Assault rifles should be restricted to the military. Period.

Second Amendment

Some of you may remember the disastrous years between 1994 and 2004. During that period assault rifles like the AR-15 were outlawed nationally. Absent the availability of these guns for hunting, deer, moose and other animals were running rampant through streets in many cities. Because these weapons could no longer be used for self-defense, criminals felt vastly freer to commit all sorts of crimes. As the NRA and other gun rights groups and politicians predicted, the second amendment’s protection of the right to bear arms was just about eviscerated. That is why around the turn of the 21st century almost nobody in the U.S. was allowed to possess guns of any kind.

You don’t recall that? Perhaps it is because none of those things, except the ban on assault weapons, actually happened.

They did not happen, primarily, for two reasons. Assault weapons are almost never used for hunting or in self- defense against a criminal. The second reason was because, as with most predictions from the NRA and like-minded groups and individuals, these projections were at best wrong and at worst calamitous.

Those of a certain age might recall the NRA argument that the best way to reduce crime was not to limit the amount and types of guns in circulation, but to produce and sell more and more guns. By selling guns to “good people,” the thinking went, we would be deterring bad people from committing crimes. So how has that worked out? Almost anyone has or can purchase the gun of his choice now — perhaps not at a gun store (although most people can), but at a gun show, having someone else buy it for you or purchasing and making a ghost gun at home. It is estimated that there are about 400 million guns in private hands in the U.S., whose population is about 330 million. That is more than one gun per person and assuming that children under 5 are unlikely to own them (even in Texas), it is clear that many people have a personal arsenal to choose from.

We hear that there is no specific definition of an assault weapon and any ban of them would be only partially effective. That is worthy of discussion, but we never hear the other side: Why should we allow guns capable of such mass murder at all? What purpose do they serve? It is argued that some like the weapons for sport. But we have seen another purpose. The AR-15 seems to be the weapon of choice for the mass murderer. No surprise there, because of the weapon’s ability to fire off many rounds very fast. It is a weapon of war, and its use should be restricted to the military. Perhaps we can ask those who use the weapon for sport to use a different weapon, if banning this one can save innocent lives.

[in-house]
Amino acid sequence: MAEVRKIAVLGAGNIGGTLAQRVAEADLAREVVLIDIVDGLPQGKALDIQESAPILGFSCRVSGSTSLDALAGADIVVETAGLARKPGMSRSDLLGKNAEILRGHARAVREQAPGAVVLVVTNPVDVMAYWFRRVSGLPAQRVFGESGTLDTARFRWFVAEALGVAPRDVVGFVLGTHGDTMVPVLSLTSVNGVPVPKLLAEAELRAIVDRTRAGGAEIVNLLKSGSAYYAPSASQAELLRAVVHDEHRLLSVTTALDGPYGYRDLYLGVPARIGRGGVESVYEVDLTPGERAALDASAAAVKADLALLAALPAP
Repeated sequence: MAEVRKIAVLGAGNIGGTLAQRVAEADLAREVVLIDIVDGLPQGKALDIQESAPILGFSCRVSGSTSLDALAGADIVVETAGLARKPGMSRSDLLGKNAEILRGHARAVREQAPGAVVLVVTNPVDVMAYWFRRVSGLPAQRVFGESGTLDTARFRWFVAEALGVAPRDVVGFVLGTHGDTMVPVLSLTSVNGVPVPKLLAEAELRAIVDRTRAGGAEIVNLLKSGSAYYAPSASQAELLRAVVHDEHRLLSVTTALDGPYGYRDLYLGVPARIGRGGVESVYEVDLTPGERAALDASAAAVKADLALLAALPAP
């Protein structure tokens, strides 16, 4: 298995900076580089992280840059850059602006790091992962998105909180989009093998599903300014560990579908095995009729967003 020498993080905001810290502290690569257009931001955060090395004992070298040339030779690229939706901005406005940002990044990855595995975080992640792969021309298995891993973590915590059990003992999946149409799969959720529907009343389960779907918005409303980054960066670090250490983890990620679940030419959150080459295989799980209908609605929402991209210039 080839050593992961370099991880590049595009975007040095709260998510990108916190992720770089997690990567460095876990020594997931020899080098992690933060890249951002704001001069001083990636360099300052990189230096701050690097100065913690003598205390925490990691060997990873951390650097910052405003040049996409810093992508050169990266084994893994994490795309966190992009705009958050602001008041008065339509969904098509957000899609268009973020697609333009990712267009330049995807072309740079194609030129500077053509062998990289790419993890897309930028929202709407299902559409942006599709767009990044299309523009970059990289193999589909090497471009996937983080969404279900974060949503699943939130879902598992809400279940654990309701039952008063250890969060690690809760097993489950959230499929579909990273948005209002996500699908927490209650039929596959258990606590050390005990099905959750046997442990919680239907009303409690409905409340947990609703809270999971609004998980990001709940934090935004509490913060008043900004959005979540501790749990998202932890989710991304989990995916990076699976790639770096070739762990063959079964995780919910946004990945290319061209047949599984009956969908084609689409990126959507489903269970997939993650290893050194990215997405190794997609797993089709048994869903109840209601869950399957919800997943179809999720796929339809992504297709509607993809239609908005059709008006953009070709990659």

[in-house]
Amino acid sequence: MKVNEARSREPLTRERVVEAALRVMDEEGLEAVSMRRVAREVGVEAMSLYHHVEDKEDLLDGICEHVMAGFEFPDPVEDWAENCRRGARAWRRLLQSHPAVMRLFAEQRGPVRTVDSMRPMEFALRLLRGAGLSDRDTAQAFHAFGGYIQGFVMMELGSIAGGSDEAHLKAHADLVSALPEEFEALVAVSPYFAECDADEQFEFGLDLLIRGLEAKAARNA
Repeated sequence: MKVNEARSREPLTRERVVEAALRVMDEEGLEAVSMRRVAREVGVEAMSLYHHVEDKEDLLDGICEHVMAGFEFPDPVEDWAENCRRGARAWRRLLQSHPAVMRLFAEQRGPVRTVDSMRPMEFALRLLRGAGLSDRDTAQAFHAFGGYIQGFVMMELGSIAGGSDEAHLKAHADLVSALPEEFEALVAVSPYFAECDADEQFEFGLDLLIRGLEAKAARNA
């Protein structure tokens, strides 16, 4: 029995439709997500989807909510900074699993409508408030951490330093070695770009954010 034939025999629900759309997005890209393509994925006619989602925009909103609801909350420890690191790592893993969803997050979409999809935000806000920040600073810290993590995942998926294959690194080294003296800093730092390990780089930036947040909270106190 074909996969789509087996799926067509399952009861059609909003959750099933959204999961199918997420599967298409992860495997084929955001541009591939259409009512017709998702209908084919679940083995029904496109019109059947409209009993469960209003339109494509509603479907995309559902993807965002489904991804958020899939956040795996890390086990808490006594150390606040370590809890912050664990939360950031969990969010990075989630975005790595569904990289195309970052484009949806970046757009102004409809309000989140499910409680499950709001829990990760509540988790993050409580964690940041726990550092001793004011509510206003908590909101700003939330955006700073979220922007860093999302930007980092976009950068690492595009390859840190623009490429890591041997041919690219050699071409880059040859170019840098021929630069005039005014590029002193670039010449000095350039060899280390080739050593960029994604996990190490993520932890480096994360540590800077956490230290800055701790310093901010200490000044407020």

The right-to-bear-arms Second Amendment suffered no significant damage when assault weapons were banned three decades ago. The government did not take away assault guns that were purchased before the ban. Much like the First Amendment’s protection of freedom of speech, the second amendment is not absolute. In fact, in the most pro-gun case decided by the Supreme Court, justices made clear that reasonable limitations on gun possession and use are consistent with constitutional protections.

What can be more reasonable than outlawing the sale of a weapon that has little valid purpose and, as we have seen lately, causes so much human destruction? Why would anyone need a magazine that can hold 30 rounds or be altered to hold 100 rounds, enabling repeat firing without needing to be reloaded? We understand it for the military, and we understand it for the mass murderer, but what proper role is there for civilians to have such high powered weapons?

What often goes unspoken, but is very real, especially among anti-government groups, is the notion that these weapons are needed to protect against government tyranny. But what does this mean in practice? Is it that if the police or some other government agents come to seize a person or property, the proper way to oppose the government should come from the barrel of a semi-automatic weapon and not the courts? We are a government of laws, and, as difficult as it is at times, we rely upon those laws for what we can and cannot do.

Is it not possible to get by as a nation with only the 400 million guns we have now? The U.S. has, by far, more guns per capita than any nation in the world. Republicans say that the days after a gun tragedy is the wrong time to discuss weapons limitations. The problem is that there are so many such tragedies these days, there is no period of time between them.

No weapons limitation will prevent all tragedies like those at Parkland, Sandy Hook, Buffalo, El Paso and Uvalde, but let us at least have the courage to try to prevent some of them.

Steven P. Grossman ( is Dean Julius Isaacson Professor Emeritus at the University of Baltimore School of Law.

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